A recount text tells us about something that happened in the past. The details in a recount can include what happened, the people involved, when it happened and where it took place.
A writer or speaker uses a recount to tell a story about an event. Recounts are thus often known as the story genre. This may include opinions from other people. Recounts can be:
- personal, for example, a family holiday
- factual like the news, a police report
- imaginary, such as a story about the day it rained stars
Some recounts are told step by step to show how a goal was achieved. Imagine that you arrived at a party and a friend needed directions, for example. A recount would explain the steps that you took to get to the party.
· Orientation: sets the scene
· Sequence of events in the order in which they happened
· A personal comment or reflection often at the end of the recount (optional)
· Powerful opening to appeal to readers
· First person
· Past tense
· Varied sentence lengths to create the appropriate effect
· Words signaling time and processes e.g. As soon as.., A few moments later.., Then.., Finally..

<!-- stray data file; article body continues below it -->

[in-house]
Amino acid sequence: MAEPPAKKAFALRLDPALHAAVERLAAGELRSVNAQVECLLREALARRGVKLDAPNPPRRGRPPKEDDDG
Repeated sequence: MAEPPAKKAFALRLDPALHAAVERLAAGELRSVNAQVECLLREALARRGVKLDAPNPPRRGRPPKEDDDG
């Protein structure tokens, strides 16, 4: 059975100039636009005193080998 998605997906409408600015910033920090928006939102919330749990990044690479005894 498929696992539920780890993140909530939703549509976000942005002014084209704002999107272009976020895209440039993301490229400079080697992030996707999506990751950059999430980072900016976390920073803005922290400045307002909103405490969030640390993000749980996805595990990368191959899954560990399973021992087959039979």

· Use of descriptive words / phrases such as adjectives (the tall man…), similes (she was smiling as brightly as the sun..)
Example of Recount
“Riiiiiing!” My alarm clock rang. It was time to get up.
My mother got me ready for school then I had to wait for her to brush my hair and place every strand in just the perfect position. I had to show her my shoes that I had cleaned the night before and my school bag had to be neatly put on my shoulder before I could get near the door. Only after my mother was totally satisfied would I be allowed to rush out of the front door.
I would leave home at 8 am on the dot and make my way down the lane. After a walk of about 700 metres I would be able to see the tall steeple of the school. The playground would be full in the summer and the noise would make me want to rush into the yard and get into a good game of football before the bell went.